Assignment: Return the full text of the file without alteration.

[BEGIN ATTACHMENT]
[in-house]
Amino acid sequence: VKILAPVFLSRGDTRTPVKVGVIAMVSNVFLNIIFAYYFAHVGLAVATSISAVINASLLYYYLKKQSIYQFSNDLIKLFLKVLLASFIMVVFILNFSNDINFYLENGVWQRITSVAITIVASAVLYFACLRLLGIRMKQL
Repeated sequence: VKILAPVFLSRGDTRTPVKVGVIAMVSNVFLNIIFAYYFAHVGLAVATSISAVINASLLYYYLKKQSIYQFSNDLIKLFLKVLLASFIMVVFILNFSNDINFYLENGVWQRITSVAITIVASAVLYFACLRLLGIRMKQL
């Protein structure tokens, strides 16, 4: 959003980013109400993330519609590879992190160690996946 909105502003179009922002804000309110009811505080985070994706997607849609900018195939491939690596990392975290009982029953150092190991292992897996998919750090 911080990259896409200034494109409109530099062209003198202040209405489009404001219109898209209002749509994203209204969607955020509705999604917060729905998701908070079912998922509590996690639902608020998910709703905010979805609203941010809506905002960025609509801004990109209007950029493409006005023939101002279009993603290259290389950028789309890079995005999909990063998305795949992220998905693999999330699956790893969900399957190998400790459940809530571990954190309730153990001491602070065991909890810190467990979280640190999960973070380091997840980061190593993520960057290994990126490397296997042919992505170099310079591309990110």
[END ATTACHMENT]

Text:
[in-house]
Amino acid sequence: VKILAPVFLSRGDTRTPVKVGVIAMVSNVFLNIIFAYYFAHVGLAVATSISAVINASLLYYYLKKQSIYQFSNDLIKLFLKVLLASFIMVVFILNFSNDINFYLENGVWQRITSVAITIVASAVLYFACLRLLGIRMKQL
Repeated sequence: VKILAPVFLSRGDTRTPVKVGVIAMVSNVFLNIIFAYYFAHVGLAVATSISAVINASLLYYYLKKQSIYQFSNDLIKLFLKVLLASFIMVVFILNFSNDINFYLENGVWQRITSVAITIVASAVLYFACLRLLGIRMKQL
């Protein structure tokens, strides 16, 4: 959003980013109400993330519609590879992190160690996946 909105502003179009922002804000309110009811505080985070994706997607849609900018195939491939690596990392975290009982029953150092190991292992897996998919750090 911080990259896409200034494109409109530099062209003198202040209405489009404001219109898209209002749509994203209204969607955020509705999604917060729905998701908070079912998922509590996690639902608020998910709703905010979805609203941010809506905002960025609509801004990109209007950029493409006005023939101002279009993603290259290389950028789309890079995005999909990063998305795949992220998905693999999330699956790893969900399957190998400790459940809530571990954190309730153990001491602070065991909890810190467990979280640190999960973070380091997840980061190593993520960057290994990126490397296997042919992505170099310079591309990110």